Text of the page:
I Don't Know Who Needs To Hear This
Born into the Baker-Bridgers-Dacus school of singer-songwriters, Sarah Beth’s second album as Tomberlin joins a roll call of artists quietly making good the age-old tedium of venting into an acoustic guitar. A groundswell of lower-case letters, dreams, worries, make-your-own Joy Division Closer album artwork and nuanced musicality makes this an immediate highlight in the sad scene, primed for a generation less ashamed and more willing to explore their own vulnerabilities than before. Call it therapy; Tomberlin opens a valuable door on I Don’t Know Who Needs To Hear This.
Her debut album At Weddings was a timid coming-of-age in 2018; a self-reflection framed through the lens of other peoples’ togetherness, caught in the complexities of comparison between celebrating friends’ achievements and lamenting your own stagnation. Its moments of fortitude, from ‘Any Other Way’ to ‘You Are Here’, hinted at a magic behind her songcraft never fully realised. But while many of the same insecurities are written about here, Tomberlin now offers a steady voice of comparison for others instead of searching for one herself. To butcher an analogy, this is her Clouds to last time’s Song To A Seagull.
The jauntier, Americana-tinged lines of ‘Born Again Runner’ and ‘Sunstruck’ deride their own heartbreak, like Cass McCombs riding miserably on a bucking horse, waiting to be thrown off. There’s a fast-paced slowness across the whole record; a quiet organ chirrups over all kinds of impulsion, and a pounding synth in ‘Memory’ is a soft headache backing the otherwise quiet serenade. Tomberlin’s reflections on isolation and loneliness come packaged with solutions and playful philosophies, expressed as proverbs varying in their logic.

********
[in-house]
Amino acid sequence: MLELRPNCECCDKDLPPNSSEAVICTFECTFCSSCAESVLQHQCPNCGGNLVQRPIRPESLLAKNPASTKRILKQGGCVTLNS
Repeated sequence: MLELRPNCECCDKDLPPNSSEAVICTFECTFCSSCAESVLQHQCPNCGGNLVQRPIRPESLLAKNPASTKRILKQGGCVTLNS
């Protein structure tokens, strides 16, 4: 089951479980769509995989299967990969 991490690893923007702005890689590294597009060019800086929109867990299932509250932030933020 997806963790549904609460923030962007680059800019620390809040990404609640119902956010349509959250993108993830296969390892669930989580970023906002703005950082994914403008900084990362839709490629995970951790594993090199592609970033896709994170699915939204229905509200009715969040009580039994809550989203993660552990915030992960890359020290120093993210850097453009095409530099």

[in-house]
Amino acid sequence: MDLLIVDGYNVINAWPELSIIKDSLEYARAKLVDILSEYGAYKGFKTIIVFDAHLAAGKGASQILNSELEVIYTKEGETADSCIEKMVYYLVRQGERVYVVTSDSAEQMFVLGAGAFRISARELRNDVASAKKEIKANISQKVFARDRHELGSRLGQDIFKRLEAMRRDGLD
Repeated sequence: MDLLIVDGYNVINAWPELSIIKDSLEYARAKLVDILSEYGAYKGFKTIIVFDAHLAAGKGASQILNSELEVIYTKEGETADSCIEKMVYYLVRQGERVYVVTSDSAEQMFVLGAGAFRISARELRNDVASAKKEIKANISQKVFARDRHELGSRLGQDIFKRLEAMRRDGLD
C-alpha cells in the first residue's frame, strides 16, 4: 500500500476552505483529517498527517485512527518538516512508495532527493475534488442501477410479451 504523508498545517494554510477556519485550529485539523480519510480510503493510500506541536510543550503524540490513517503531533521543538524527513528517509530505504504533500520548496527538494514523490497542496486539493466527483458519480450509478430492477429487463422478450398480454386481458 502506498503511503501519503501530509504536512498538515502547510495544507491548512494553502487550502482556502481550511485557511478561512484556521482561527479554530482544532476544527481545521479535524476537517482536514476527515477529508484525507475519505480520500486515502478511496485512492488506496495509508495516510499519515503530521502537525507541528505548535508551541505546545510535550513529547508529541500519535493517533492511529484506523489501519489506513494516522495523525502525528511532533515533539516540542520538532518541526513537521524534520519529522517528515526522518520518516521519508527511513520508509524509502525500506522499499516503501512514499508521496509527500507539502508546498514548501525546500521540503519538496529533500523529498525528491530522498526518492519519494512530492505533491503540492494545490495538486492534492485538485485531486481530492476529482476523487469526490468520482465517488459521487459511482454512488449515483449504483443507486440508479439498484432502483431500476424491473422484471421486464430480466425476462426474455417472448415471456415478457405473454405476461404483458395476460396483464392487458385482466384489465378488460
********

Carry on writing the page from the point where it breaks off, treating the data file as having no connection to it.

In ‘Tap’, her pain is aired through conversations about reality television and commodity culture with a self-awareness that never invalidates the hurt of its own expression. Even ‘Collect Caller’ – a juvenile composition in context – sinks into the self-assuredness of a standard, while ‘Happy Accident’ co-opts a Viagra Boys-does-John Prine riff into something both brilliantly analogue and irritable – a devastating TORRES-like soul-search seconds from eruption (“What’s the point of this if I’m not how it ends?”)
The album highlight comes at the close, with an abbreviated title track duetted out-of-pace with Felix Walworth (Told Slant). It was the first song released ahead of this project, resting on a childlike lullaby played back-and-forth as if it were being learnt in situ. Recontextualised to follow the ten tracks before it sounds like gestated wisdom. Tomberlin has come a long way in the four years since we met her, and this is her best yet.
Subscribers to Loud And Quiet now receive a limited edition flexi disc of a rare track with their copy of the magazine
This month’s disc is from Detroit punk band Protomartyr